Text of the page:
Cyril Leman casts his eye over the latest developments in voice interfaces and the evolution of the connected car
At a time of advancement in artificial intelligence (AI) and greater exposure of voice assistants, we see these technologies increasingly changing the way we drive and interact with our vehicles. No more so than with speech, which will be one of the biggest drivers of innovation in cars in the years ahead.
Imagine, you get into a vehicle and it starts a discussion about your destination and your route preferences. It can update you on expected delays in your journey, alternative routes, and even weather conditions. It can plan and optimise instructions for directions; constantly fed with real-time information, gathered from hundreds of dispersed data points. And when you reach your destination, you haven't even looked at a device or on-board screen.
“The voice is also more than a nice to have. It is a means with which to build consumer trust in autonomous vehicles more broadly; a technology that seems inevitable and yet constantly at loggerheads with public opinion”
This is the ultimate objective of the integrated voice assistant. To have navigation and infotainment systems on board the vehicle all controlled through speech. In other words, creating situations where you are able to have an enjoyable discussion with an embedded artificial intelligence system, and not just give or receive one-way commands. The voice is also more than a nice to have. It is a means with which to build consumer trust in autonomous vehicles more broadly; a technology that seems inevitable and yet constantly at loggerheads with public opinion - stories of crashes and data hacks. More natural interactions involving voice represent an initial step in normalising the car of the future, in which we are not in control and have to place faith in a connected, digital world.
AI and voice control are no longer science fiction, and very much part of our accepted reality. Even if on-board voice interaction and control are still in their infancy, voice will soon prove to be of paramount importance within vehicles. At a time when the smartphone market is stagnating - according to recent reports, even the widespread availability of 5G will not save UK sales - the voice, with its contribution to more of a mixed reality environment, is quickly becoming one of the most promising next generation platforms. Voice-activated technologies in the home have become increasingly popular in recent years, with entertainment and energy leading the way to build more intuitive and efficient spaces. In comparison, on-board voice control within vehicles is still very much limited, largely focused on sending commands to a vehicle via a connected device.
“Follow the red vehicle ahead”
New technologies based on artificial intelligence are fundamentally changing interactions with cars. Soon, in connected cars, and then further down the line fully autonomous ones, the voice will be able to inform you about everything that happens in the vehicle, in the immediate environment surrounding it, and on the route it is travelling, all in real time.
“Your on-board navigation system gives the following instruction: "In 200 meters, turn right". Soon, you will be able to answer: "Where exactly on the right?" And your vehicle can respond: "Follow the red vehicle ahead”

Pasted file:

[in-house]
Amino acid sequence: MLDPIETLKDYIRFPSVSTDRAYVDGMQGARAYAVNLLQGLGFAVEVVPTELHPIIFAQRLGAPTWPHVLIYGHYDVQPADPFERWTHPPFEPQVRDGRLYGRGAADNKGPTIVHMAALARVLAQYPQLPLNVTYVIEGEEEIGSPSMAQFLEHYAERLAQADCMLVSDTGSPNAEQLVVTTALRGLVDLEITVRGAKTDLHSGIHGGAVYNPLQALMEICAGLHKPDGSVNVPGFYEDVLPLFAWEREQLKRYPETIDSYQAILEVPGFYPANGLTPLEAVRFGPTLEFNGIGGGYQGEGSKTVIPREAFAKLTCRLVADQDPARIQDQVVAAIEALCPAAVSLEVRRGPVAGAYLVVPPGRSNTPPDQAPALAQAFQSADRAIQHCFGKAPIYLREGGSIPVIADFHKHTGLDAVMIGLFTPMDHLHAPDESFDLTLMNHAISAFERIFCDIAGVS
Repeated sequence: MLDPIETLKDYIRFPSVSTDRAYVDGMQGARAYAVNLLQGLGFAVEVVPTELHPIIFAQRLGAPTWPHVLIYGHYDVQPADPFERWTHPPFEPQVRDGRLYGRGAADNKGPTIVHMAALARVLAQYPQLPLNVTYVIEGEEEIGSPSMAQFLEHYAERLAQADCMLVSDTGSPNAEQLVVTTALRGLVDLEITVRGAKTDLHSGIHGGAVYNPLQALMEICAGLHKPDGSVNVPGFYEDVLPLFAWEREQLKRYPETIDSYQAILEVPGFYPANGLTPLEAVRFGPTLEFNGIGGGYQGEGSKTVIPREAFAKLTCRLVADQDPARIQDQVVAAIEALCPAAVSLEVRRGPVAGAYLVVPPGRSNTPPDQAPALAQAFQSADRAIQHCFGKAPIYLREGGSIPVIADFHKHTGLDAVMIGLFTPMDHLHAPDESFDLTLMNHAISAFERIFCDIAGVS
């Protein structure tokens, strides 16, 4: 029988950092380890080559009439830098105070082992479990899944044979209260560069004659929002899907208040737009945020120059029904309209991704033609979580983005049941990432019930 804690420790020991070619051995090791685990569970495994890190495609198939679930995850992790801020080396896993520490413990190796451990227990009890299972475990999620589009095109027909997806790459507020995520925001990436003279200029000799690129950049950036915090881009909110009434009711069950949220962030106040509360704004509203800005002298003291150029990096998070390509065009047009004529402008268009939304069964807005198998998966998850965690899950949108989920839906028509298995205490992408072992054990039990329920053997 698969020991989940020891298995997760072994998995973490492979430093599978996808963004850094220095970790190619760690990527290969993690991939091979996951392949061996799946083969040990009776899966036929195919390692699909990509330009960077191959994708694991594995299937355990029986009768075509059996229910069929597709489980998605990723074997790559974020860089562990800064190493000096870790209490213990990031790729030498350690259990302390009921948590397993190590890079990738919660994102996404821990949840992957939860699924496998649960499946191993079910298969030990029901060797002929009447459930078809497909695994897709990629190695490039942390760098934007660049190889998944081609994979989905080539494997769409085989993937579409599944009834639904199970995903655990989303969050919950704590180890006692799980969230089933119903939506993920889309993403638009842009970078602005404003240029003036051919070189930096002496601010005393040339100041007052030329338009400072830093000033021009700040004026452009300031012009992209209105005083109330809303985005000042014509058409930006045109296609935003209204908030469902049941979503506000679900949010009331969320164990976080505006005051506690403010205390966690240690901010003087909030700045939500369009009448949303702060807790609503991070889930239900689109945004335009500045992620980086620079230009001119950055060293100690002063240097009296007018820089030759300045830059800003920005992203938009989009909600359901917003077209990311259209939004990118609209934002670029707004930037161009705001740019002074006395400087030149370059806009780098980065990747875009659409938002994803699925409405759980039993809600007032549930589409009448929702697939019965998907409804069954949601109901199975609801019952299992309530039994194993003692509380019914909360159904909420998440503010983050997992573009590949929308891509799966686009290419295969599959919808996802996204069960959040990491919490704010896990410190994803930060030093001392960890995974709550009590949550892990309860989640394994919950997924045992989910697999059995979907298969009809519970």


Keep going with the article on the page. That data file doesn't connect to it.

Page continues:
Suppose, for example, your on-board navigation system gives the following instruction: "In 200 meters, turn right". Soon, you will be able to answer: "Where exactly on the right?" And your vehicle can respond: "Follow the red vehicle ahead”. It is these informed interactions that will make the real difference in the near future and begin to impact how we spend time in cars.
Using the data transmitted by all vehicle sensors is the key to realising this type of two-way conversation for navigation, as opposed to a traditional experience, in which you simply receive instructions from your system.
Voice itself will also become the interface for the vehicle of the future. This is the next logical step to improving the experience within connected cars. The spoken word will allow you to control the main dashboard, as well as the various elements of infotainment and navigation, all with ease and intuition. As far as road safety is concerned, the voice will also alert drivers looking at their smartphone or on-board screen for directions. We will soon all instinctively choose to converse with our navigation system to get the advice, information or entertainment we need, instead of scrolling or pressing a button. And, in time, the screens that keep our eyes away and, therefore, attention from the road, will soon seem redundant entirely. After all, the goal of voice interfaces is to give the driver every reason not to look at their navigation application on their smartphone, in order to guarantee their safety and provide a serene driving experience.
For many of us, the prospect of navigating only through voice commands seems an unrealistic prospect at this current moment. But the technology that will make it all possible is just around the corner. With AI increasingly connected to location based technology, and more and more data readily available through the cloud, it is not unrealistic to predict that cars will very soon make this next step. When you consider what is already possible through cars becoming connected, from predictive alerts to live road conditions, then it’s an even more exciting prospect when you add cities and roads to the mix. Relaying all this information via voice to the driver of a connected car or passenger in an autonomous vehicle will only add to the experience of natural evolution. In the long run, voice-powered driving will result in safer, more efficient and ultimately more enjoyable journeys.
Cyril Leman is Automotive Product Marketing Lead at HERE Technologies